Today, Microsoft announced its acquisition of BlueStripe Software. As an active board member of the company, I couldn’t be more pleased with the combination (although I will really miss working with the BlueStripe team).
BlueStripe has the mission to help IT operations teams map, monitor, and fix their distributed applications.
BlueStripe’s software, FactFinder, is a type of Application Performance Management (APM) product that is very unique, and very powerful. (The use of the APM label for BlueStripe is admittedly sloppy — it’s technically, per Gartner, Application-Aware Infrastructure Performance Monitoring, or AA-IPM. Nevertheless, the label “APM” sticks and even I can’t stop using it.)
Classic APM solutions help developers and IT managers spot and resolve problems with applications. Typically, this is done in the form of some code that is inserted into an app (kind of like a “barium trace”). This is what a company like New Relic does.
The problem with the code-centric solution is that it’s great for developers to debug their apps, but it doesn’t help IT or DevOps folks. So, the typical solution to an application problem is for enterprises to hold large “bridge” calls, where IT, DevOps, and app developers all get on long and often painful conference calls to determine where the fault lies.
FactFinder doesn’t rely on any code, and is a different type of APM. Instead of code, it relies on lightweight and intelligent agents (called “collectors”) directly installed on servers and desktop systems to monitor a broad set of applications. These agents then feed up into a map of all major applications, allowing an IT executive to immediately spot (and dig down to) where the problems are.
For example, let’s imagine an application in banking. When a person inserts their ATM card, a series of actions occur behind the simple ATM transaction, often involving a series of applications residing on various servers. And, let’s say that ATM transactions typically take under 30 seconds, but suddenly, start taking over 2 minutes. Something is wrong. It could be a failed connection, a configuration issue, bad code, DNS issues, rogue applications, mis-matched bandwidth, memory or storage — whatever. With FactFinder, the IT executive gets an immediate alert, and can visually determine where the problem is, dig down and fix it.
It’s wickedly cool stuff.
FactFinder can monitor pretty much anything. Windows, Linux, Solaris, and AIX servers, and even using containers like Docker. It can even monitor response times from other servers (mainframes, 3rd party services) that are part of an application. And, it monitors both packaged applications (SAP, PeopleSoft, Exchange, etc.) and custom-built applications.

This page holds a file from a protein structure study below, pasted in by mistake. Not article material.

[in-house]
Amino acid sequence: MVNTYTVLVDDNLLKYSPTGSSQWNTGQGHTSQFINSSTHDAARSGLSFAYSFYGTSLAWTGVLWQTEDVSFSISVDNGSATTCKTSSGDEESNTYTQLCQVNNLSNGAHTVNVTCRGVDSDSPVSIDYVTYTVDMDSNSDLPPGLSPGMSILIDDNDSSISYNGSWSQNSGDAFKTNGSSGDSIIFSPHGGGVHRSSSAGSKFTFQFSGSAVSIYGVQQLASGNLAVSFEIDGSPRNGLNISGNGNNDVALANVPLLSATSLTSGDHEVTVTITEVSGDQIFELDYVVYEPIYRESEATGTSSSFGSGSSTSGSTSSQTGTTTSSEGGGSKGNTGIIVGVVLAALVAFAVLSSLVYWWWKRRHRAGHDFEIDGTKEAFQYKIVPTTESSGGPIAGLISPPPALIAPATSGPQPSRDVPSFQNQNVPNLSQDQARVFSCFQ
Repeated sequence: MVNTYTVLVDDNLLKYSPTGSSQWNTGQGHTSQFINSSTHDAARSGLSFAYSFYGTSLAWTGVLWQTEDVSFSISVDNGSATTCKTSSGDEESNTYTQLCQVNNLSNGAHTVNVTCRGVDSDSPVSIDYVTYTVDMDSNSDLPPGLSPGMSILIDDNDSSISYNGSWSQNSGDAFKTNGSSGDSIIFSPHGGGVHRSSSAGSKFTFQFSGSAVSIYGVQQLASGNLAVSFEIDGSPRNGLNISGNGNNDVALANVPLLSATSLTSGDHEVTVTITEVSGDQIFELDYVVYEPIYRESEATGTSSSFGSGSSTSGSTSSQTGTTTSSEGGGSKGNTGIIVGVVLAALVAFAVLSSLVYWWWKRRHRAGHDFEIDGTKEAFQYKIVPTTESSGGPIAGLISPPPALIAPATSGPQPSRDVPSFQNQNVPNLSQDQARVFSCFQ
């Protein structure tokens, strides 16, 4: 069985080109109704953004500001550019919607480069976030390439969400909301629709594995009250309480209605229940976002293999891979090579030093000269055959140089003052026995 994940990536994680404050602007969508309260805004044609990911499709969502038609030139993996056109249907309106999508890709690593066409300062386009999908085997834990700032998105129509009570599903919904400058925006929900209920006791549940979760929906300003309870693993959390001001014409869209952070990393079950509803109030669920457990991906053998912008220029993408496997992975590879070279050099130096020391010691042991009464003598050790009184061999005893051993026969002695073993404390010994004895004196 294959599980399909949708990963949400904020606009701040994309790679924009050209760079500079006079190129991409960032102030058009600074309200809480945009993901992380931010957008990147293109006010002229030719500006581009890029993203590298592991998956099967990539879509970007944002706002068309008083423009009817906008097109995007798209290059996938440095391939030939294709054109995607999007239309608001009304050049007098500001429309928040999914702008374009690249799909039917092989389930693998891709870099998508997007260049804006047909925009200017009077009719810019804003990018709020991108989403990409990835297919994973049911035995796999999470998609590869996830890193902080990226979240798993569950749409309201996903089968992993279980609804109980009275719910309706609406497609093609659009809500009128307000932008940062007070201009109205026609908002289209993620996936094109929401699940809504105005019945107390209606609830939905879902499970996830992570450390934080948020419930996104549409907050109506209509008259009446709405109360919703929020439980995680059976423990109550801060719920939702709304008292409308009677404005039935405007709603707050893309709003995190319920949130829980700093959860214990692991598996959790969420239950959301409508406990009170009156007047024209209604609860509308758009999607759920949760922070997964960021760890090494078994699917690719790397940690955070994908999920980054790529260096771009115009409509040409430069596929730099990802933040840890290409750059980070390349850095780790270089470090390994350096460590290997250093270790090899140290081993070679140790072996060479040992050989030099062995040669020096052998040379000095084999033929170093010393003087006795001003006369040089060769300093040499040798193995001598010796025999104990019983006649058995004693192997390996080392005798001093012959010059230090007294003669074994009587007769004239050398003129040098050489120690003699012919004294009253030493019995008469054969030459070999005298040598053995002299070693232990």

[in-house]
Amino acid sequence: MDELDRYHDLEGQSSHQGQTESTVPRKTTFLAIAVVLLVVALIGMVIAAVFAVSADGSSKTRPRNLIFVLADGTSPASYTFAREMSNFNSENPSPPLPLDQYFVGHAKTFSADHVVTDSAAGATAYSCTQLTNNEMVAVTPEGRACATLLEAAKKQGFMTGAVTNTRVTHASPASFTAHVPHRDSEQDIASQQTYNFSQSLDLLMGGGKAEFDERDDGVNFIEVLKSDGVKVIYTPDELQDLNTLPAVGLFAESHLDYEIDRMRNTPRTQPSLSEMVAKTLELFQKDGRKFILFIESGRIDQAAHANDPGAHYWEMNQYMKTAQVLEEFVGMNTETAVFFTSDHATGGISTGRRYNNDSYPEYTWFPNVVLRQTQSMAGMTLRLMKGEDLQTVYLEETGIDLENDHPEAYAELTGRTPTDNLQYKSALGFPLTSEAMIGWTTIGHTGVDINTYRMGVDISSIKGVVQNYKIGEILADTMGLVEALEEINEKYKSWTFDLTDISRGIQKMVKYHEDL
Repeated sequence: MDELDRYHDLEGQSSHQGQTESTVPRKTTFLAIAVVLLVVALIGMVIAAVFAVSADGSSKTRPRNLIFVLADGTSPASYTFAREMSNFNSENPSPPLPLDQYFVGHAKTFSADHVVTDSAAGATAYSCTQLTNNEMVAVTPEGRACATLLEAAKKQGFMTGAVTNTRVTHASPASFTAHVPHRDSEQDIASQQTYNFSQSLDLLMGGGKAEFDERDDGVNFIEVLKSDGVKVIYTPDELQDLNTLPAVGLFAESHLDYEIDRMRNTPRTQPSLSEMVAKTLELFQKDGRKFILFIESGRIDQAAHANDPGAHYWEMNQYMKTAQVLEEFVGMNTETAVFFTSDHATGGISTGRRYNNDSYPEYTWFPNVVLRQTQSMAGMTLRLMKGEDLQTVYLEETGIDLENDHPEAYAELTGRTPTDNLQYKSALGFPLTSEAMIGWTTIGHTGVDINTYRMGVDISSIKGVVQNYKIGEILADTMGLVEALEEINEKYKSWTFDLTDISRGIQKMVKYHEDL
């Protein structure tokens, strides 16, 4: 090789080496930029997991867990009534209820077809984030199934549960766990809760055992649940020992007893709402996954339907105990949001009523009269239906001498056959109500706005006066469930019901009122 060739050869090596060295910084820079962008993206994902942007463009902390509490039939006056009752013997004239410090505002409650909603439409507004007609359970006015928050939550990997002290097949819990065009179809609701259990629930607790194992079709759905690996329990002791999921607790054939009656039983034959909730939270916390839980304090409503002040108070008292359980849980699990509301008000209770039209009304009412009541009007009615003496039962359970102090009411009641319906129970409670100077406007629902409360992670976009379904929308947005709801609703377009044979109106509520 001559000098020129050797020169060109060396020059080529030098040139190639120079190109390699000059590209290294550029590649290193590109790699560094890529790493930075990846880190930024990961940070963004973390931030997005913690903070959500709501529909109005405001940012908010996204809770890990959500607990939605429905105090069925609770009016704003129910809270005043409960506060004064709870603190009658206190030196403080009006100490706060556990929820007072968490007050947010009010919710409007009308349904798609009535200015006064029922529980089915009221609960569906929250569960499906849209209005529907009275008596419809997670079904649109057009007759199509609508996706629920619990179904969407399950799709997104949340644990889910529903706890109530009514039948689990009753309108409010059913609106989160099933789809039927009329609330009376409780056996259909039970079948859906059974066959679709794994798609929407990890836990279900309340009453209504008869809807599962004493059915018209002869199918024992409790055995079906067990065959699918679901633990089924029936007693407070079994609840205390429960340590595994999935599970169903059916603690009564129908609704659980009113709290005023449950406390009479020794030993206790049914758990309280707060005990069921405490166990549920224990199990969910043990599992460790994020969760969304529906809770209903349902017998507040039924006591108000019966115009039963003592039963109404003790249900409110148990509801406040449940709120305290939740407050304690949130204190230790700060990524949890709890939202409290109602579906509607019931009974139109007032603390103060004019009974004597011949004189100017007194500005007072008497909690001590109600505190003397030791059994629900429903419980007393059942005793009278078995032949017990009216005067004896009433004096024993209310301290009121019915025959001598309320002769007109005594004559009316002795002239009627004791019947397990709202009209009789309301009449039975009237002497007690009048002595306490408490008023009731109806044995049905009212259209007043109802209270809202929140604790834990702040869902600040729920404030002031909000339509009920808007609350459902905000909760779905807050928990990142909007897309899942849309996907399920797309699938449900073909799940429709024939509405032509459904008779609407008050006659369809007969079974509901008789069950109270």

Environments are becoming insanely complex
The problem of managing complex application environments is even more difficult because of two trends: virtualization (massively multiplying the number of servers and the complexity of the environment) and the move to the cloud.
It’s not unusual for a server to have 12, 20, 50 virtual machines — on one server. And the cloud… well, it’s not “the cloud”, it’s almost always hybrid deployments in enterprises. So you have a multiplication of complexity, because you have apps and data residing on the private cloud, and apps and data on the public cloud. You get the picture. Sucks to be an IT ops person.
And this is where FactFinder becomes intensely interesting. Because it can monitor the apps in these complex environments.
Which brings me to…
Where Microsoft fits in.
In my opinion, BlueStripe is a perfect fit for Microsoft. In fact, I can’t think of a fit more perfect.
To explain, Microsoft’s centerpiece in its systems management strategy is Systems Center Operations Manager (SCOM). SCOM provides IT managers with a total view of network operations.
FactFinder provides many advantages to SCOM environments, by discovering, managing and measuring application and platform dependencies.
IT managers can have FactFinder automatically build topology diagrams (not possible now in SCOM), map a dynamic application architecture, monitor dependencies and provide full coverage of dependency failures (you can see a 30 second demo at TechEd by Nick Burling to get a quick idea of how it integrates).
Simply stated, it “turns the light on” for IT, development and DevOps as to what is happening to with applications on their network.
In addition, BlueStripe Performance Center for Windows Azure Pack adds application management – and a single view for managing application service delivery, all tied directly into the Windows Azure Pack service management workflow.
Oh, that’s cool.
Well done, BlueStripe team (and the competent banking group over at Pac Crest).
And to Microsoft: You got a good one here.
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